PCBs are endocrine disruptors, and in high concentrations have been linked to certain kinds of cancers. As a result, several fish consumption advisories exist for fish taken from Long Island Sound which may be contaminated with PCBs. However, it is important to note that these advisories not necessarily the result of PCB contamination in the waters themselves, but regard specific migratory species such as Striped Bass which have accumulated PCB’s during their migrations throughout the world, or from fish that have spent time at the General Electric Superfund site in the Hudson River.
More information about fish consumption advisories is located at www.health.state.ny.us/environmental/outdoors/fish/fish.htm.
Nitrogen, Phosphorus, and Oxygen Demand
Phosphorus and nitrogen are considered nutrients, and when deposited in excessive amounts into water bodies can cause a condition known as eutrophication. Eutrophication, or an excess of nutrients, causes vast ecological imbalances, including algae blooms. When large algal blooms die, the naturally occurring bacteria that decompose them multiply rapidly, using up the dissolved oxygen in the water. In extreme cases, this can lead to hypoxic zones (where there is not enough oxygen to sustain most marine life) and dead zones (where the lack of oxygen has lead to the growth of toxic anaerobic bacteria). Algae blooms may also be of concern as some species of algae produce neurotoxins. At the high cell concentrations reached during some blooms, these toxins may have severe impacts on wildlife.
Seasonal low dissolved oxygen in Long Island Sound has been the focus of considerable concern and study. Hypoxia in the bottom waters of the western Long Island Sound have caused fish and crustacean kills and induced finfish to avoid the area. The Long Island Sound Study (LISS) has determined the dissolved oxygen problem is primarily due to algal die-off.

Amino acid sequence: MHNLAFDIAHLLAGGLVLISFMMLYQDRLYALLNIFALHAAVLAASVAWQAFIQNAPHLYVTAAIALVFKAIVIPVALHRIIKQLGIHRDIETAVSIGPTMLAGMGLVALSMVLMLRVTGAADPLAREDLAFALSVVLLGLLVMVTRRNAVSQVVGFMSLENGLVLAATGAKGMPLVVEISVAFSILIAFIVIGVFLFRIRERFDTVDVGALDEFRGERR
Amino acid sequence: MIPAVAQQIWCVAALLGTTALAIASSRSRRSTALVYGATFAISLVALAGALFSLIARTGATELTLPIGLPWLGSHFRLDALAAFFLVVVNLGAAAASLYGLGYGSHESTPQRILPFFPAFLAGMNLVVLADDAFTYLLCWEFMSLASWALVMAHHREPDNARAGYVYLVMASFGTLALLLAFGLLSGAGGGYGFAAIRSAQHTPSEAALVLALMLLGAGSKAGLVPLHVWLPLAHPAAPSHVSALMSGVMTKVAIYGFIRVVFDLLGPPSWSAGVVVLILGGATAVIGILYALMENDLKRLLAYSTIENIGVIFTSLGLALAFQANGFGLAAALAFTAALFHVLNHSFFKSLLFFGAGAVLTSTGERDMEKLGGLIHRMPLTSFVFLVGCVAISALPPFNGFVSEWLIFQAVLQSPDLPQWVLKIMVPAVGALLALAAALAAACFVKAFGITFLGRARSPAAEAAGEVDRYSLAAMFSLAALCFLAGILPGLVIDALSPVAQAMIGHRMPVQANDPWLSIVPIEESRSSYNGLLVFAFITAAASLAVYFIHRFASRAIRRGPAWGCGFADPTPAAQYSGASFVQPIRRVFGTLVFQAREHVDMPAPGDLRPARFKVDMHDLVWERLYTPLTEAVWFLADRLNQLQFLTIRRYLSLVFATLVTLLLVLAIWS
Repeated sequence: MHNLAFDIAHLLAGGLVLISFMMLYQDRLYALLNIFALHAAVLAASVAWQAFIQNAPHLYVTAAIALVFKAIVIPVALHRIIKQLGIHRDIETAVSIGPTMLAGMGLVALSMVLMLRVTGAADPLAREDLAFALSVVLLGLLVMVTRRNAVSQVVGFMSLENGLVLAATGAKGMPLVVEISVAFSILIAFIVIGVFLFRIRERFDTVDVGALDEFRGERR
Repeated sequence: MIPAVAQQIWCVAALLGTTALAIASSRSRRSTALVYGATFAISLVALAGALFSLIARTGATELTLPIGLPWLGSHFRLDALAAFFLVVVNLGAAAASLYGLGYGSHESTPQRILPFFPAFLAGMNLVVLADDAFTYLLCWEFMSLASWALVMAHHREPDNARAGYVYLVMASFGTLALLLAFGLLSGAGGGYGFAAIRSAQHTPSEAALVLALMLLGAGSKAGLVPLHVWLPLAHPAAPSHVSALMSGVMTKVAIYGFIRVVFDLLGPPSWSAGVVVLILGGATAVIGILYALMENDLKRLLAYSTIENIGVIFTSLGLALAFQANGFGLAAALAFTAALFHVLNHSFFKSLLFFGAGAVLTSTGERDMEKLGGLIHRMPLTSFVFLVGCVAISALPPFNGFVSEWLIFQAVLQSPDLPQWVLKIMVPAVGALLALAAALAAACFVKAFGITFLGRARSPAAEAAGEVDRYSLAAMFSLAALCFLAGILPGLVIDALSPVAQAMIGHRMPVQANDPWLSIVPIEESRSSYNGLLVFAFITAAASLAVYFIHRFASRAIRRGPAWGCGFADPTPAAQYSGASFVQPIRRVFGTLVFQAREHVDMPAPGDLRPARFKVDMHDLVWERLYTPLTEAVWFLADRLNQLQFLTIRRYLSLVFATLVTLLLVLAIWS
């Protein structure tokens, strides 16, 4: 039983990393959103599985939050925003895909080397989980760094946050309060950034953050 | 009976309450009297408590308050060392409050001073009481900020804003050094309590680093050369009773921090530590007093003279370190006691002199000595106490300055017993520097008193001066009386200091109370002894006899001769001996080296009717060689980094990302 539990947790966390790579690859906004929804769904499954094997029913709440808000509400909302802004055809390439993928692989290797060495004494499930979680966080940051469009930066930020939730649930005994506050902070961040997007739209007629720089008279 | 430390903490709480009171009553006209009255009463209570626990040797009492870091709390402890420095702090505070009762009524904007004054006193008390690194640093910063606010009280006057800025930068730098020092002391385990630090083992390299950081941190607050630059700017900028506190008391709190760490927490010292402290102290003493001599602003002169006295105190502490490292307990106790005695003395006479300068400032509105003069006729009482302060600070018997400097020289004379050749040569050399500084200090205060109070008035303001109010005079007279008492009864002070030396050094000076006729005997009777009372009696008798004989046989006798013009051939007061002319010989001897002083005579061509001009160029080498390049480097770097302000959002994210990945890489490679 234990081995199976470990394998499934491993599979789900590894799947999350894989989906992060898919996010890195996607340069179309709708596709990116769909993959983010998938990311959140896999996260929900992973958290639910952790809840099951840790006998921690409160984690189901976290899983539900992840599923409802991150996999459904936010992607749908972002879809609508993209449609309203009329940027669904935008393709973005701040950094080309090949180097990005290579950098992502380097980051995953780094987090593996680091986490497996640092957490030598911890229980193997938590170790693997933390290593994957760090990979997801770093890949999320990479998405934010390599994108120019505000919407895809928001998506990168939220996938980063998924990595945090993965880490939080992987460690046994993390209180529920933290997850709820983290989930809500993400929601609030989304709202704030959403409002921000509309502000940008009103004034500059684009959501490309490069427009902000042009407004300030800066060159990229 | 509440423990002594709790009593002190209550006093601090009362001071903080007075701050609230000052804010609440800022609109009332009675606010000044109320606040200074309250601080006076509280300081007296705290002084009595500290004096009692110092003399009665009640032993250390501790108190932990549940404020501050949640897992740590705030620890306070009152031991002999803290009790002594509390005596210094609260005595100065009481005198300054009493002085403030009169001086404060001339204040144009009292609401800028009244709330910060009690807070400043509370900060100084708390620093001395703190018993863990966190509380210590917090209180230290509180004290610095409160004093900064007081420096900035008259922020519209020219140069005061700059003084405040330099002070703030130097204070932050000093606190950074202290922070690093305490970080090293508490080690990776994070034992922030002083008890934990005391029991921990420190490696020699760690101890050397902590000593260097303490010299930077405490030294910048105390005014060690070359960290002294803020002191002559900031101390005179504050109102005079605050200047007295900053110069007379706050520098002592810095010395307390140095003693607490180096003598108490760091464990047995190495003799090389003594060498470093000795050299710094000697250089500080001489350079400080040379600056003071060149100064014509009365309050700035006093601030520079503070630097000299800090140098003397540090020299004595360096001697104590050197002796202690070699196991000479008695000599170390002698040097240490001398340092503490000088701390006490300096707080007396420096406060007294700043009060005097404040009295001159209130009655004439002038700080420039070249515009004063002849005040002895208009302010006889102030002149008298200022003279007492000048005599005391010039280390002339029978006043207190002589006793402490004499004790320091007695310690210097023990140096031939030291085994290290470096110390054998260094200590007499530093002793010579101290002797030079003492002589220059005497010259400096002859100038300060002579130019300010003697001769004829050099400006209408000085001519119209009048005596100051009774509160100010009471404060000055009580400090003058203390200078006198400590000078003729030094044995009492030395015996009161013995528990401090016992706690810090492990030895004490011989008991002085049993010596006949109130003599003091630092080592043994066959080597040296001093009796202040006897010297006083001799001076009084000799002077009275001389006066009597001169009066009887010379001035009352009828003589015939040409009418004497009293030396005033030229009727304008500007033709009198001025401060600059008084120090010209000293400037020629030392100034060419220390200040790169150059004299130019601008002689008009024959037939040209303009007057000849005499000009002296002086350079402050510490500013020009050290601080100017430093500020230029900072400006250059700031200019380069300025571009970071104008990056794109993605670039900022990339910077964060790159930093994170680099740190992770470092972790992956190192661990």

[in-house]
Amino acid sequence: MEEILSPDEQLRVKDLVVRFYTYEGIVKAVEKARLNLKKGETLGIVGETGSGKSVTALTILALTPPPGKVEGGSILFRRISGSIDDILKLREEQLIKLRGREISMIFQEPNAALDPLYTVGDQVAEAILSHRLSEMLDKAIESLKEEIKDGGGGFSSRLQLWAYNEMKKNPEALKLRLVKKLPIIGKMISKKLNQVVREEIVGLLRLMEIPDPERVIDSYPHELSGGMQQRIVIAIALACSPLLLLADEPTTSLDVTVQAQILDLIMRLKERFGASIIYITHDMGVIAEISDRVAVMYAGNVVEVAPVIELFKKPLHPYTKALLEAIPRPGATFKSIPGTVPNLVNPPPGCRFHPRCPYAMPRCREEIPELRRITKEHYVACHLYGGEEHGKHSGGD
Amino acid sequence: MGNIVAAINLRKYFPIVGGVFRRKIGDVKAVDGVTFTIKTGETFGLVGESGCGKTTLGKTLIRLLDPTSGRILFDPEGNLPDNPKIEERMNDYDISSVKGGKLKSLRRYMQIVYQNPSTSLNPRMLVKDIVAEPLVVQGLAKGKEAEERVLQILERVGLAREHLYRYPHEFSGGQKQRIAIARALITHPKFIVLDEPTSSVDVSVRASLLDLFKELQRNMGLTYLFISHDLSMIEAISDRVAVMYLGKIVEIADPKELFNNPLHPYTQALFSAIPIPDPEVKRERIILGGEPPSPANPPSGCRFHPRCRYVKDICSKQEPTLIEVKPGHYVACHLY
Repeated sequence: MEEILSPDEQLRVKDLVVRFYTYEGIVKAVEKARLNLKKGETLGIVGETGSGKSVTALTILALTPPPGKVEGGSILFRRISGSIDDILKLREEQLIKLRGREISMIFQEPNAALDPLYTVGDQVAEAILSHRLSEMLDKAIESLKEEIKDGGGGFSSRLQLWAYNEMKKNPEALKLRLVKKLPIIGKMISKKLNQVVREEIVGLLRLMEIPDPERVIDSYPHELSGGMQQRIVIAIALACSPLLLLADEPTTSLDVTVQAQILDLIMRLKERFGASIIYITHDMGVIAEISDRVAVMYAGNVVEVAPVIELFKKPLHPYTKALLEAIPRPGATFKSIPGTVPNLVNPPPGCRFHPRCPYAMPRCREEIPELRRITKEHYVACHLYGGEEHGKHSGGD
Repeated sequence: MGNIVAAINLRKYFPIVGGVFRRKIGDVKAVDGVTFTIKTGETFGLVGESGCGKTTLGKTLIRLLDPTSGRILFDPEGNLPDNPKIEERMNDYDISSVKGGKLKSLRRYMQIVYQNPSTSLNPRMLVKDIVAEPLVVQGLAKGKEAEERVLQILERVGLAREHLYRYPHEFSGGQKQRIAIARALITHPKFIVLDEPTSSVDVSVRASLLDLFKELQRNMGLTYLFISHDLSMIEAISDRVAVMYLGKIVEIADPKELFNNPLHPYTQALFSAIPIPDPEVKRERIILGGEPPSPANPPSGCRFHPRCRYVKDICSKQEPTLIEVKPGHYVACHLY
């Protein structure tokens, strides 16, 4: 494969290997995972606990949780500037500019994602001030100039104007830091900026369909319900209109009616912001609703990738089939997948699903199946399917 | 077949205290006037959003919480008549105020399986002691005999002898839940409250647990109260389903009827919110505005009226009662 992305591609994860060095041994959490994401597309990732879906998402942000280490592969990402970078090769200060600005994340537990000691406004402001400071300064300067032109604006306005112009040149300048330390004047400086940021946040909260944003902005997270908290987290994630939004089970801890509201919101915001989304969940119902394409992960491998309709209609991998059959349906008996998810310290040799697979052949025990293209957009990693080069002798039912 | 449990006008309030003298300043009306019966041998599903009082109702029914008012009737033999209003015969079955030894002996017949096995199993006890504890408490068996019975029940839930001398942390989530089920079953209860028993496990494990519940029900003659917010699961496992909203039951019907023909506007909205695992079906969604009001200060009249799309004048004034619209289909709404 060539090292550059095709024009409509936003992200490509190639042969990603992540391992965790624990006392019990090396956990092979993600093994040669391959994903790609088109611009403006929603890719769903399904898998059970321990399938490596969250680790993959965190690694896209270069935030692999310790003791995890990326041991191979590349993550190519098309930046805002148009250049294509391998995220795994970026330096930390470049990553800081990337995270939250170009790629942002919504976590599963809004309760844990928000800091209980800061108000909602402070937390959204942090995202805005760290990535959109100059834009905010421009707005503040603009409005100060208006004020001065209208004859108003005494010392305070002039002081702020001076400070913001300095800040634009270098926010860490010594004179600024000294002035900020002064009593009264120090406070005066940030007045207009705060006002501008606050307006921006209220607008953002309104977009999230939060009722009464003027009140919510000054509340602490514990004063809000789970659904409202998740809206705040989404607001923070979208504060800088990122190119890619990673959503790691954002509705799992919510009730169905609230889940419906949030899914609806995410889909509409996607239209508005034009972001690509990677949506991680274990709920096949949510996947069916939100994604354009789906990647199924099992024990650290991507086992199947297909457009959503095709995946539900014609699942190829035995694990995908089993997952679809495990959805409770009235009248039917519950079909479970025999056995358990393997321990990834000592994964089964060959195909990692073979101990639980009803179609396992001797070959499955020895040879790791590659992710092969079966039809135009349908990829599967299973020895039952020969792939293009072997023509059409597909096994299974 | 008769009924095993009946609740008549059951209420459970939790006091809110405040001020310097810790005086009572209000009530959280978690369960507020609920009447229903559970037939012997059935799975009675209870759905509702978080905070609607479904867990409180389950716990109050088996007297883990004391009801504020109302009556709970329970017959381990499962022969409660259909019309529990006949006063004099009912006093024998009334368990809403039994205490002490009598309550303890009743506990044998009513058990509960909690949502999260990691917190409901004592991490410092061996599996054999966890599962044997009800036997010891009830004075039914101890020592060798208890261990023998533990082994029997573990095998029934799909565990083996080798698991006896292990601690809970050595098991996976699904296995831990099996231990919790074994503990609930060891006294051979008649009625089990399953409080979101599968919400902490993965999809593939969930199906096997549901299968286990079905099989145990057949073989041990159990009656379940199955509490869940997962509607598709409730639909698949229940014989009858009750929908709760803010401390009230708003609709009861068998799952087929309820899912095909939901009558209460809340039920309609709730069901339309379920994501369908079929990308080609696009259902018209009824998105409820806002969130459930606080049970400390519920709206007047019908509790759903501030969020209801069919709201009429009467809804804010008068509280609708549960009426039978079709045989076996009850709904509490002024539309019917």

Due to the integrity of Nassau’s sanitary sewer system, the primary sources of nitrogen and phosphorus in Nassau County’s storm water are wild and domestic animal wastes and excessive or improper use of commercial fertilizers. Because of the decline of large-scale agriculture, commercial fertilizers in the county are applied primarily by private consumers.
Silt and Sediment
Large amounts of silt and sediment, when dislodged and swept by storm water into watersheds or water bodies, can disrupt ecosystems in a number of ways. Storm water runoff that contains sediment can deposit harmful amounts of silt in sensitive areas such as wetlands and wildlife preserves, and exacerbate erosion of stream banks and beaches. Dense clouds of particulate matter suspended in water bodies such as Long Island Sound block sunlight, inhibiting photosynthesis by phytoplankton and bottom-dwelling marine plants, and can suffocate finfish; when this same sediment settles on the sea floor, it can stifle the benthic organisms that support the greater marine ecosystem. Sediment that is washed from urbanized areas can carry significant amounts of toxic petrochemicals, nutrients, fertilizers, pesticides and bacteria. Specific sources of sediment that are addressed through the NCSWMP are construction sites, which can contribute tons of sediment, and winter road de-icing procedures.